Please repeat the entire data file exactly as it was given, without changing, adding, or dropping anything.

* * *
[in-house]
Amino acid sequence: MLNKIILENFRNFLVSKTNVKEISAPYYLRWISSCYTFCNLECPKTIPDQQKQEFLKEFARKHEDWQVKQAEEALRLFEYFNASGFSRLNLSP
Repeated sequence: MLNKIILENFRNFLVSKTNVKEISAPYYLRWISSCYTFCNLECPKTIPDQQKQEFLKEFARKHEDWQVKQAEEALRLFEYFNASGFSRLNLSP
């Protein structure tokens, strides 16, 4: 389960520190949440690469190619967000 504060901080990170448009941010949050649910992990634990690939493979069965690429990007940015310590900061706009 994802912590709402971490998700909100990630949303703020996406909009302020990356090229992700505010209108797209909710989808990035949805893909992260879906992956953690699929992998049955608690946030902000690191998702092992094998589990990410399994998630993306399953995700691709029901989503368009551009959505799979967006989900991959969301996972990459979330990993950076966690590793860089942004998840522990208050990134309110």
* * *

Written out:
[in-house]
Amino acid sequence: MLNKIILENFRNFLVSKTNVKEISAPYYLRWISSCYTFCNLECPKTIPDQQKQEFLKEFARKHEDWQVKQAEEALRLFEYFNASGFSRLNLSP
Repeated sequence: MLNKIILENFRNFLVSKTNVKEISAPYYLRWISSCYTFCNLECPKTIPDQQKQEFLKEFARKHEDWQVKQAEEALRLFEYFNASGFSRLNLSP
């Protein structure tokens, strides 16, 4: 389960520190949440690469190619967000 504060901080990170448009941010949050649910992990634990690939493979069965690429990007940015310590900061706009 994802912590709402971490998700909100990630949303703020996406909009302020990356090229992700505010209108797209909710989808990035949805893909992260879906992956953690699929992998049955608690946030902000690191998702092992094998589990990410399994998630993306399953995700691709029901989503368009551009959505799979967006989900991959969301996972990459979330990993950076966690590793860089942004998840522990208050990134309110």